How to Get Past Emotional Triggers to Hearing the Heart.
Learning excellent interpersonal relationship skills is the mark of a Fathering leader.
A woman walks into her husband’s office and he immediately complains that she’s late. She sharply replies that she had to drop the kids off at school. Angered by this, the husband states that she should have planned better so as not to be late.
There was a major 20-year study of marriages where they looked at what skills that successful marriages have that unsuccessful marriages do not. The study unanimously found one skill predominant over every other. That skill was the ability to believe the best of one another even in an argument and not automatically assume that one partner had bad motives or that somebody was wrong.
Most arguments are usually over a difference of opinion, a difference in priority, or a difference in value. So when a couple can hear each others’ heart and keep the conversation safe where each person can say what they’re feeling and what their priority is, a way forward can be found. However, even if we know this skill, many times it breaks down. Especially if we get triggered.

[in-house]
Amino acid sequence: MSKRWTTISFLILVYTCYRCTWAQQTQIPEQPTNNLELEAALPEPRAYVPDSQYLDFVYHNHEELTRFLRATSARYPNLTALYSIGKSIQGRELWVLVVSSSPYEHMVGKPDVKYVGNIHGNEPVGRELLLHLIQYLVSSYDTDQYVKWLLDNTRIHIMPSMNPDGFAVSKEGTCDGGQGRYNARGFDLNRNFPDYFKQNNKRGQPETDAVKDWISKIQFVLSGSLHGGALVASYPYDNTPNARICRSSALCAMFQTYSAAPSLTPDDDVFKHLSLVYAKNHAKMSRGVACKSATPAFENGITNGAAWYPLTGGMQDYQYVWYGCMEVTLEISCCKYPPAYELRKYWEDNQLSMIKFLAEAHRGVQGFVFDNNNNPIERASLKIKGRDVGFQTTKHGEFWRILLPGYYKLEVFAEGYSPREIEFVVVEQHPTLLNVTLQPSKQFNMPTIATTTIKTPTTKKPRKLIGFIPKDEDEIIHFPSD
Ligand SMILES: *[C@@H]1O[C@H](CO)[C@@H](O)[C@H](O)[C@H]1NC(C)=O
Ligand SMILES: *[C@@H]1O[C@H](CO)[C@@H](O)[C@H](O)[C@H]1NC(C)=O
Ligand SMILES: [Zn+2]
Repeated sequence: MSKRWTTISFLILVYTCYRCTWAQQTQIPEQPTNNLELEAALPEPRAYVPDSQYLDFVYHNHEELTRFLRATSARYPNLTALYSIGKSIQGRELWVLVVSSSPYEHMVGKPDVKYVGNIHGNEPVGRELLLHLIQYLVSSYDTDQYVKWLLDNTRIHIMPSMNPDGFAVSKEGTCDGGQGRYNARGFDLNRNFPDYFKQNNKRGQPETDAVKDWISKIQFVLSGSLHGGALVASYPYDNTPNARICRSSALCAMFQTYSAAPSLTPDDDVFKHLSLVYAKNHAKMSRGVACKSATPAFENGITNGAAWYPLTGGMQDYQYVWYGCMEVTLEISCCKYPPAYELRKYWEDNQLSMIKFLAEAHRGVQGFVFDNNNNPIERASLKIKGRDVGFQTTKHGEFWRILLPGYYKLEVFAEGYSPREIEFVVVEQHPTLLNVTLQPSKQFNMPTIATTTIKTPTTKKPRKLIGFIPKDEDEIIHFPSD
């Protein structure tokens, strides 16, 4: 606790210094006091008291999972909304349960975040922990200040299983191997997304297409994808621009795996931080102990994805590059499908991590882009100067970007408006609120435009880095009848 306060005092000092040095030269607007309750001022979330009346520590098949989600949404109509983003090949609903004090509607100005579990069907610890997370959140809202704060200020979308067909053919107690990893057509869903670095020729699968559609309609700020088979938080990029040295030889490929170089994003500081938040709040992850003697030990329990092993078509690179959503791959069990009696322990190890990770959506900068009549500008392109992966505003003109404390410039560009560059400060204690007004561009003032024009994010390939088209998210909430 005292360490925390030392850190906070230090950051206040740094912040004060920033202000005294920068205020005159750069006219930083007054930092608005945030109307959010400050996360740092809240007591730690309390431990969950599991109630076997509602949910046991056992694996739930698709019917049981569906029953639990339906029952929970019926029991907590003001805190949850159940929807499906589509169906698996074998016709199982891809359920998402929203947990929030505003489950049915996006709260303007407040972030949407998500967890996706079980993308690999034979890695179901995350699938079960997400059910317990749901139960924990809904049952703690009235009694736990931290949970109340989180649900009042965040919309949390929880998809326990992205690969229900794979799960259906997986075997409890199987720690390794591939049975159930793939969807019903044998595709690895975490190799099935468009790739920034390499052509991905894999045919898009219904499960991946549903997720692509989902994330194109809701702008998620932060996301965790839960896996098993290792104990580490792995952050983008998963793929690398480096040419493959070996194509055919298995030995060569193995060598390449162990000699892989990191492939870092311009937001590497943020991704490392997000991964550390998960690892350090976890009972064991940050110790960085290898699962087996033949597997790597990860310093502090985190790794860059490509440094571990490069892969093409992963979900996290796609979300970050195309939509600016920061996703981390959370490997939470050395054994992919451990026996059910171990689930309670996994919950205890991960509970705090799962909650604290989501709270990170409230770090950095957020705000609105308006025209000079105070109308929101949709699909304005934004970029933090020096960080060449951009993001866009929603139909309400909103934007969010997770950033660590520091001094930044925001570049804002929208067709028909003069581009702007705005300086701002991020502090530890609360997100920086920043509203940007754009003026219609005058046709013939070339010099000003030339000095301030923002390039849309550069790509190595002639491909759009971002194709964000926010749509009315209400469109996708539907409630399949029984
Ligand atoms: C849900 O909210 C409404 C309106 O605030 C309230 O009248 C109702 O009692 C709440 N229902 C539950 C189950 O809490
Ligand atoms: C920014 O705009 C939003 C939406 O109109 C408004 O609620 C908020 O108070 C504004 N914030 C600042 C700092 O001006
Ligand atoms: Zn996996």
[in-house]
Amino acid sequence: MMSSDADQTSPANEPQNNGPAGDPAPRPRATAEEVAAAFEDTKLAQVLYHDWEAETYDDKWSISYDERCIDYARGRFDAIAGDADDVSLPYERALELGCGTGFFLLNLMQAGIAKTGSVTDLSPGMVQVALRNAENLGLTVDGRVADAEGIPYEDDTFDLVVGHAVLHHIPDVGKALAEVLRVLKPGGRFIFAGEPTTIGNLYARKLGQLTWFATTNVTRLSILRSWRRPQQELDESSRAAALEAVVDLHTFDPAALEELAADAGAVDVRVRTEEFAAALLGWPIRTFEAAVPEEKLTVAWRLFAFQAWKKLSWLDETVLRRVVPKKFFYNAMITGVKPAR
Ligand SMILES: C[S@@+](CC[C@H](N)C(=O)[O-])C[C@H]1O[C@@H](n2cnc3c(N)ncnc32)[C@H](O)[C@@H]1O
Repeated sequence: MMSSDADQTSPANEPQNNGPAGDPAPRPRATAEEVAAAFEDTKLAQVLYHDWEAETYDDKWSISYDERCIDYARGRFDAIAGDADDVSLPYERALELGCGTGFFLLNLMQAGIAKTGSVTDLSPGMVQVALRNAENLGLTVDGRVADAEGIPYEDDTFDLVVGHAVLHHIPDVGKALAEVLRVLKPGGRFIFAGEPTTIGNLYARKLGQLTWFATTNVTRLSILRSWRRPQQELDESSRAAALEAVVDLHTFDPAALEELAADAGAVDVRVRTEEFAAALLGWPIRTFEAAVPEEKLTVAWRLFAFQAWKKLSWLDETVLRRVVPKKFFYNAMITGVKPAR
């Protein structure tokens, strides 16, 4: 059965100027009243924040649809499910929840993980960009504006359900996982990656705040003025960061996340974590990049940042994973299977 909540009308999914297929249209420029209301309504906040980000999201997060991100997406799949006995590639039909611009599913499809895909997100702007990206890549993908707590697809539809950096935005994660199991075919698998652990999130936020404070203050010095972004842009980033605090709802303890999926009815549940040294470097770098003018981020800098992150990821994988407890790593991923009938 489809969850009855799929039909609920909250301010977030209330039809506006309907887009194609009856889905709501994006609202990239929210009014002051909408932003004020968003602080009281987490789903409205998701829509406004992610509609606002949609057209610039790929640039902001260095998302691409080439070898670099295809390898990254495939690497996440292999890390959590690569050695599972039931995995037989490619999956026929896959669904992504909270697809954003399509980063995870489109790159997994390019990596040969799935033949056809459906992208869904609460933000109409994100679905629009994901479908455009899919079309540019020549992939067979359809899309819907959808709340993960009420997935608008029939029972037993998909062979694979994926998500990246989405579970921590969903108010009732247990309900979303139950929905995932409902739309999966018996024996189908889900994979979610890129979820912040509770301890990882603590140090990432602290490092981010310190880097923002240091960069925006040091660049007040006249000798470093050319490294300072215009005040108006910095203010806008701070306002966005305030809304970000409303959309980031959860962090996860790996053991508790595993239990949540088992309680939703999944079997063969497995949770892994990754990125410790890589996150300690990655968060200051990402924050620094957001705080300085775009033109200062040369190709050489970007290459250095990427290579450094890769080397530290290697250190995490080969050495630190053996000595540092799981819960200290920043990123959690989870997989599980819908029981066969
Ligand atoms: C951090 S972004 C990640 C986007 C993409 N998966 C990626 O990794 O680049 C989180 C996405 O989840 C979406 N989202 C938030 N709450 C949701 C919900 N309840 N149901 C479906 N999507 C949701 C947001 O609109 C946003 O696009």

If we get triggered, the chances are not so good that we’ll be able to hear one another’s hearts, so what we often do instead is create drama. Cutting remarks, the silent treatment, some type of drama to avoid feeling something we don’t really want to feel.
A real tool we can use if we notice that the skill is breaking down is to simply ask ourselves the question, “What am I not wanting to feel here? What feeling am I trying to avoid through this drama I’m creating?” In the case of the example we used at the beginning, it was a feeling of insecurity that the husband was trying to avoid, hence the angry tone and drama he was creating.
Let’s look at this scenario again in a different light:
A woman walks into her husband’s office and he immediately complains that she’s late. She sharply replies that she had to drop the kids off at school. He then tells of his concern as it got later and later, and how he felt insecure and that maybe she didn’t care what was important to him. With this, she calmly replies that she was rushing to get there, but one of the kids had left a book at home so she had to go back to get it, causing her to be late. Upon hearing this explanation, the husband defuses and apologizes for jumping to conclusions and creating drama.